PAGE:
It would be nice if the NIAH provided reliable historical information.
It would be nice if the NIAH provided reliable historical information.
According to the Railway & Canal Historical Society’s Events page, its annual Clinker Memorial Lecture, to be held in Birmingham in October 2014, will be about River Shannon steamers in the second quarter of the nineteenth century:
The 2014 Clinker Memorial Lecture will be held in Birmingham on the afternoon of Saturday 18th October 2014. The speaker will be Brian Goggin, BA (Mod), MA.
Brian graduated from Trinity College, Dublin in Economics and Politics, and spent some years as honorary Editor of the quarterly magazine of the Inland Waterways Association of Ireland. He and his wife Anne have been boating on Irish inland waterways since the late 1970s. He is currently working on a book on the Shannon steamers of the 1830s and 1840s, and the Clinker Lecture will draw on his research.
Before lunch (and independent of the Lecture) there will be a walking tour of central Birmingham, focusing on sites of waterway and railway interest.
I’ve just been writing elsewhere to the effect that national politicians are a pack of nitwits. I was cheered therefore, in a sense, to note that local politicians, at least in Co Mayo, are (if possible) even more thick-headed than their national counterparts.
However, I am happy to be able to offer a solution, one that kills two birds with one stone. There are, it seems, many English pensioners living in poverty on boats on the canals and unable (or at least unwilling) to pay for the privilege. I had intended to suggest that Waterways Ireland should provide them with moorings away from the honeypot areas.
WI could then charge more for berths at, say, Hazelhatch, Sallins, Blanchardstown and Lowtown, catering for those in work who could afford a couple of thousand a year, while the pensioners, who don’t need to be within commuting distance of Dublin, could be accommodated in rural areas where their small additional spending would make a difference. That would help to increase those community and economic benefits to which the subsidy-seeking boat-owners draw our attention, bringing spending to deprived rural areas.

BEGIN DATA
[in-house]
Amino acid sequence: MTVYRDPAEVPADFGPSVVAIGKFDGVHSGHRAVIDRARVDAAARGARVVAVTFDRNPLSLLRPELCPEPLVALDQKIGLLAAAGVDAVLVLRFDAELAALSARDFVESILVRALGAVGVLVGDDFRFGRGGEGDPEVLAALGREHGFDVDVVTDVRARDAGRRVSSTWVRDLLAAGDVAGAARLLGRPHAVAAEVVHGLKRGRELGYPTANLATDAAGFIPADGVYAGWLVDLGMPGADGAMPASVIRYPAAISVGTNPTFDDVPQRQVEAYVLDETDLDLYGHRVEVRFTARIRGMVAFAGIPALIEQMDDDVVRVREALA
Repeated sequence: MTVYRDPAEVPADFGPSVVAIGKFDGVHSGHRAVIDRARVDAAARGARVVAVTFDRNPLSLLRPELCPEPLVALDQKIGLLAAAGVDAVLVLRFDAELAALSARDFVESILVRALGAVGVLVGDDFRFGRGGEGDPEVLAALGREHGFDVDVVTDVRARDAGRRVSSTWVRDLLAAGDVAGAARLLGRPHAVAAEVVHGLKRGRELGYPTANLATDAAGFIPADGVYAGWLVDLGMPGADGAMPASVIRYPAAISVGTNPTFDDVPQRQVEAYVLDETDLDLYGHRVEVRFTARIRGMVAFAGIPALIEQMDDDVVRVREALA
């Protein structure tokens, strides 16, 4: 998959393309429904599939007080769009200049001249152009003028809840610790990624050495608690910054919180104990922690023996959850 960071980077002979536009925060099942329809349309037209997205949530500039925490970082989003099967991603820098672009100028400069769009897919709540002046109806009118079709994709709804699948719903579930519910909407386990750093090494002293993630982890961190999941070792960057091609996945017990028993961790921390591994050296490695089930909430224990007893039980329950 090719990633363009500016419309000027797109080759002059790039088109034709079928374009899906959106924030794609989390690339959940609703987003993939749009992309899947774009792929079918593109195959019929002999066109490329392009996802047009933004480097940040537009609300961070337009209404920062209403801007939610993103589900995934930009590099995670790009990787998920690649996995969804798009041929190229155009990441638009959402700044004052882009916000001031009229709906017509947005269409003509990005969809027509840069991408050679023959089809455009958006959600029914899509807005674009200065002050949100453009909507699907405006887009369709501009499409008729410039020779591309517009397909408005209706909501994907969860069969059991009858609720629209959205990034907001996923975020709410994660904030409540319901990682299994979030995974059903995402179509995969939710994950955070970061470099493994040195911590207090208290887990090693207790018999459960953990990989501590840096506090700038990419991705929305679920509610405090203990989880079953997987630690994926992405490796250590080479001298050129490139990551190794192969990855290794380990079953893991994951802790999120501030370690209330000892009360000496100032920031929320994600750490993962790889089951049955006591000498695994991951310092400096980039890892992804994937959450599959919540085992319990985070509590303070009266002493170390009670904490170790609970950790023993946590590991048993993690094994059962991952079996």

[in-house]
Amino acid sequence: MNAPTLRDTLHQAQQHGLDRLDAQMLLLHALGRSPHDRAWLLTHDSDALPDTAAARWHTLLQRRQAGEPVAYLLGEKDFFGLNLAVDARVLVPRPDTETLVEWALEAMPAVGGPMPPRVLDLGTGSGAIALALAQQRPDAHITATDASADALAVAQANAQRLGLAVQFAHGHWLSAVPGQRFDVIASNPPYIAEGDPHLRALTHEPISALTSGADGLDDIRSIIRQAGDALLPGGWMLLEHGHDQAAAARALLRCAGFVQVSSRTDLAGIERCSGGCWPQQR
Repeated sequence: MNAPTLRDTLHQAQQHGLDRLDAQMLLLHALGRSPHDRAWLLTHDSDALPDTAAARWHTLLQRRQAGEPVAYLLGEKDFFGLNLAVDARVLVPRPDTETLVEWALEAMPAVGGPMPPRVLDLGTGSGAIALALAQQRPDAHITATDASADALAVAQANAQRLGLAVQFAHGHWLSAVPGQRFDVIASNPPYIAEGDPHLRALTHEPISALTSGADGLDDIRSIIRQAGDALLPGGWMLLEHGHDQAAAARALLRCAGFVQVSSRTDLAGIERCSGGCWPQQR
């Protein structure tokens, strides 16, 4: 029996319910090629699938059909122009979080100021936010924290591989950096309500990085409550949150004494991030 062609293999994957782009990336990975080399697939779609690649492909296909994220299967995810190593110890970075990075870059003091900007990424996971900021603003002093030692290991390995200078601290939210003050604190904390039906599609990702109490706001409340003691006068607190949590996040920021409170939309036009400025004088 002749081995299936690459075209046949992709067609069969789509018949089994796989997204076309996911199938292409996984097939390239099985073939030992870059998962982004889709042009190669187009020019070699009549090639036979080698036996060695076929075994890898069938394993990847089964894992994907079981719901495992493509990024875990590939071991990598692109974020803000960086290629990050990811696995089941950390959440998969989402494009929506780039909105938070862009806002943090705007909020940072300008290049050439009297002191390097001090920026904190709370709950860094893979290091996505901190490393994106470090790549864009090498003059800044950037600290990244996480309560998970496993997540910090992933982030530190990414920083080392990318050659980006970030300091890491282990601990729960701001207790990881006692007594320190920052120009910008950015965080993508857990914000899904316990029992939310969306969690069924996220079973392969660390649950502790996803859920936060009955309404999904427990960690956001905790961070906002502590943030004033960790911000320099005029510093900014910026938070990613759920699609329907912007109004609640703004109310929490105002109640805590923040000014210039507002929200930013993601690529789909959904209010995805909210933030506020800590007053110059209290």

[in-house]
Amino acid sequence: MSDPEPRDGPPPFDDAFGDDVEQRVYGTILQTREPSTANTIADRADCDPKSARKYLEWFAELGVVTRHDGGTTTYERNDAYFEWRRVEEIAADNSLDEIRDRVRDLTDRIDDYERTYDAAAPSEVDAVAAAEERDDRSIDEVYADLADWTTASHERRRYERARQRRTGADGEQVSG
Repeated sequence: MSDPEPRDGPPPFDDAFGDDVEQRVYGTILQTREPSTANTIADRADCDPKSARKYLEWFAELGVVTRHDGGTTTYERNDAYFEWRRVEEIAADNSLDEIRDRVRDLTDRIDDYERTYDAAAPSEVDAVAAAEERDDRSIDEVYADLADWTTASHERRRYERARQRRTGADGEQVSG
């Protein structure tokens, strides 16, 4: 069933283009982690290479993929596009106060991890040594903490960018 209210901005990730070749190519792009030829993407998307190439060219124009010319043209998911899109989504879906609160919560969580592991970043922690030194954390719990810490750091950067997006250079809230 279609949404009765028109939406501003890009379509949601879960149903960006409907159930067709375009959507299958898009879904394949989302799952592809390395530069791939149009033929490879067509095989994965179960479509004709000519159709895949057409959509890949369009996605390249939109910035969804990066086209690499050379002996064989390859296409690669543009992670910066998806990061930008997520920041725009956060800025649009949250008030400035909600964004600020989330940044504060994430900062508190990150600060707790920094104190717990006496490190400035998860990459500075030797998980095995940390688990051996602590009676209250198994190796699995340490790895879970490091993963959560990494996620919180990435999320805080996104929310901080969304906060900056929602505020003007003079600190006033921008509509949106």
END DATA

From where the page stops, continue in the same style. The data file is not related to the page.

I was thinking of Pollagh, for instance: it has a pub, a shop, a church and a visiting burger van, and easy access to supplies of turf.
But the Mayo problem reminds me that Mayo too has lakes. So why not ship the boats to Mayo? As the canals byelaws provide that boats should not discharge any water other than from engine-cooling, these boats must be fitted with holding tanks or other non-discharging loos, so there would be no pollution problem. In fact Mayo could advertise itself to the world as offering floating retirement communities at modest cost, thus renewing its own population while solving a problem for boat-owners. I thnk this is a winner.
Here is a short page about a canal system I had not heard of before today. It was a network of turf canals, with a sea lock, on the estate of Scotts of Willsborough, near Eglinton, on Lough Foyle; the Scotts supplied [London]Derry with turf and, like James Macnab at Portcrusha, reclaimed the land from the bog.
Another unbuilt canal mentioned by the indefatigable Mr Atkinson.
A proposal for making a canal from the city of Armagh to the river Blackwater, near the town of Moy
In order to shew, that carrying into effect the annexed sketch of a line [alas not annexed to the Google scan of Atkinson’s book], for opening a navigable communication from Armagh to the river Blackwater, would be a work of public utility, the following reasons are most respectfully submitted to the Right Honourable and Honourable the Committee of the House of Commons.
From Armagh, being the most considerable market in the kingdom for the sale of brown linens, the manufacture of that staple article is carried on to a very great extent in its neighbourhood; but this manufacture is in danger of being most materially injured, from the great scarcity of fuel, which is such as to oblige the opulent inhabitants to use English coal, at a great expense of land carriage; and they have latterly, at inclement seasons, been under the necessity of subscribing large sums, to procure that article at a low price for the poor, to prevent them from perishing.
Should a navigation be opened from Lough Neagh it would give the means of a supply of turf from the extensive bogs in the neighbourhood of the lake, would open a communication with the collieries at Coal island, in the county of Tyrone, and bring English or Scotch coal at considerably under the prices at which they can now be procured.
An extensive trade in general articles of merchandise being carried on from Armagh, not only to its own neighbourhood, but to a considerable part of the counties of Monaghan and Tyrone, by opening a navigation through Lough Neagh to the ports of Belfast and Newry, this trade would be very considerably extended, to the great advantage of Armagh, and all those places to which its trade extends, and would tend much to improve the public revenue.